As DHS correctly pointed out in its motion to dismiss, Kord's did not allege any affirmative act by DHS in delegating authority to the City; it alleged that the delegation was the result of DHS's failure to act. Thus, Kord's failed to properly raise the issue of whether DHS had proceeded in excess of its jurisdiction or legal authority, the only arguably applicable issue of the three that may be raised in a special action. Rule 3, Ariz.Spec.Action R.Proc., 17A A.R.S.
In connection with Kord's allegation that DHS had failed to exercise discretion which it had a duty to exercise, DHS noted that the statute authorizing it to file suit, A.R.S. § 36-2244, merely grants it authority to sue; it does not require the filing of suit. Since DHS has discretion to determine whether or not to file suit, the duty involved is not ministerial, and mandamus is not available to compel the filing of suit. Ackerman v. Houston, 45 Ariz. 293, 43 P.2d 194 (1935); Crouch v. City of Tucson, 145 Ariz. 65, 699 P.2d 1296 (App. 1984).
In neither of its appellate briefs has Kord's raised a single argument about its request for an order compelling DHS to file suit against the City. It conceded at oral argument that it had abandoned that issue on appeal. Instead, it argues that DHS failed to adopt regulations pertaining to first responder programs and the dispatch of emergency services providers, an issue it never raised below in response to the motion to dismiss. We find no merit to Kord's contention that the issue was raised because the special action petition alleged that DHS failed to implement, enforce or interpret the statutory provisions. We note that in granting the motion to dismiss, the trial court stated in its minute entry as follows:
PETITION AGAINST CITY
In its special action petition against the City of Tucson, Kord's alleged that the City was operating an unlicensed ambulance service without having obtained a certificate of necessity from DHS. Kord's requested an injunction prohibiting the City from transporting injured and ill persons and requiring reinstatement of its earlier practice of simultaneously dispatching an ambulance with a paramedic vehicle. It is undisputed that the City does not have a certificate of necessity from DHS. It is also undisputed that its paramedic vehicles are not registered by DHS.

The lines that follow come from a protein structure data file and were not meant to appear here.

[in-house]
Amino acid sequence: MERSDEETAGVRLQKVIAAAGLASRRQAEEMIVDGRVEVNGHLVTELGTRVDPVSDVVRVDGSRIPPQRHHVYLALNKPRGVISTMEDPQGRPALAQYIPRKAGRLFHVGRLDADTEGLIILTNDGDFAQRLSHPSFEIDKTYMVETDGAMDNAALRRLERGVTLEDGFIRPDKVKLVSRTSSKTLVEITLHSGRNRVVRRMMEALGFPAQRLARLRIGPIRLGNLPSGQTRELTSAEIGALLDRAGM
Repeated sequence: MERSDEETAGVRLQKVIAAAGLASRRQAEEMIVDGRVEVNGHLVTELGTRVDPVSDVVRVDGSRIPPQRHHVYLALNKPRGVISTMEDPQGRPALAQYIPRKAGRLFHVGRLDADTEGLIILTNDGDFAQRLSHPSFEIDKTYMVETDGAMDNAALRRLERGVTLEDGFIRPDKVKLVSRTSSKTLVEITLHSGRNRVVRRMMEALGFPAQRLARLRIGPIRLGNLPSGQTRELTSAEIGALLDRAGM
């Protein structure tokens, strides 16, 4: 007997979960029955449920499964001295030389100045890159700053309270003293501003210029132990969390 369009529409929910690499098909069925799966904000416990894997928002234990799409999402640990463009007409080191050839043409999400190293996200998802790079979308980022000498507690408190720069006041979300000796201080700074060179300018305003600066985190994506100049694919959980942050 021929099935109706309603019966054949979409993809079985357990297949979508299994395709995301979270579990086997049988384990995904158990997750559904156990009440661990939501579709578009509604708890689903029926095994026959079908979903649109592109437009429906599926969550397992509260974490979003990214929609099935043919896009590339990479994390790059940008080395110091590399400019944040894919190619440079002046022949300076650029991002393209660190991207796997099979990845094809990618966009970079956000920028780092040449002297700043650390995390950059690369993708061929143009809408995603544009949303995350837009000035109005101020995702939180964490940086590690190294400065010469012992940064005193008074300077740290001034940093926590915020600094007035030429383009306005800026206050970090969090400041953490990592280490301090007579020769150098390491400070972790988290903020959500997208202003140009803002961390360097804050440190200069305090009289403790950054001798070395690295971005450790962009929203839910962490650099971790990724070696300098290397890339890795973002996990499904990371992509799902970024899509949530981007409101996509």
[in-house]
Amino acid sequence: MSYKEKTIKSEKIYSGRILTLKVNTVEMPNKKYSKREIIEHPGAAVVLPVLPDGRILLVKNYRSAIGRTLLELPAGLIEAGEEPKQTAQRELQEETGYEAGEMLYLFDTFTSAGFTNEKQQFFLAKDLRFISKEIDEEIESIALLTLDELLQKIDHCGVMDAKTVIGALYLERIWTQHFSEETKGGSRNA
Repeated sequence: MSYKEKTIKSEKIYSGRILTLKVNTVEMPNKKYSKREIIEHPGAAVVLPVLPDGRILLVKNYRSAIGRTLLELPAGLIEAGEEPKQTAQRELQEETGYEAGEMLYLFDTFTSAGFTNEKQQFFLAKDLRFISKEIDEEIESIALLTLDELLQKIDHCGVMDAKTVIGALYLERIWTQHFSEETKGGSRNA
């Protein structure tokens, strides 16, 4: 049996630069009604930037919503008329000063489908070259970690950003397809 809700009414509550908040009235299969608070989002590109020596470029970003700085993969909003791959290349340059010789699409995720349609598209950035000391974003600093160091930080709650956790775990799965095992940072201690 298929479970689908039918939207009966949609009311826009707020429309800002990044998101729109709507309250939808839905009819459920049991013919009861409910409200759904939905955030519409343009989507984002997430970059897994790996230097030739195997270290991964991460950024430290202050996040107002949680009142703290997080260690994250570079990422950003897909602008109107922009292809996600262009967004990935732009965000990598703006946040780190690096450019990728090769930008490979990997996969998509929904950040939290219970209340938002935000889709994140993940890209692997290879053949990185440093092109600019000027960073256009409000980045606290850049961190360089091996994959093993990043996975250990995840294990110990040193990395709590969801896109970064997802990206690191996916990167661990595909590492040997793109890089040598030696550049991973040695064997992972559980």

The statutes enacted pursuant to the constitutional referendum of November 1982 define "ambulance" as follows:
A.R.S. § 36-2201(2). "`Ambulance service' means a person who owns and operates one or more ambulances as defined in this article." A.R.S. § 36-2201(4). The director of DHS is authorized to license ambulances and ambulance services. A.R.S. §§ 36-2202(A)(5), 36-2212.
See also A.R.S. § 36-2231(F). A.R.S. § 36-2233 pertains to the issuance of certificates of necessity to operate an ambulance service. Subsection E of that section provides that:
The above statutes make it quite clear, therefore, that the legislature specifically intended to exclude paramedic vehicles from the statutes regulating ambulances and ambulance services. Thus, unless the City is operating something besides paramedic vehicles, Kord's was properly denied special action relief.
The procedures which the City began following in December 1986 provide that the initial responding vehicle is a paramedic unit.
The only evidence which Kord's offered to support its allegation that the City is operating an ambulance service was a four-paragraph attachment to DHS's December 1986 cease and desist order and a three-page chart showing comparisons between calls received by the two holders of certificates of necessity in the first three months of 1986 and 1987. Both items were attached to the petition for special action. The attachment to the cease and desist order indicated that the president of Kord's told a DHS investigator that Kord's calls for the weekend of December 20 and 21, 1986, had decreased by 25%. That evidence is insufficient to show that the City is operating an unlicensed ambulance service.
Since Kord's made no effort to introduce any additional evidence which would support a finding that the City is operating an ambulance service, we find that the trial court correctly denied Kord's request for relief.
LIVERMORE, P.J. and ROLL, J., concur.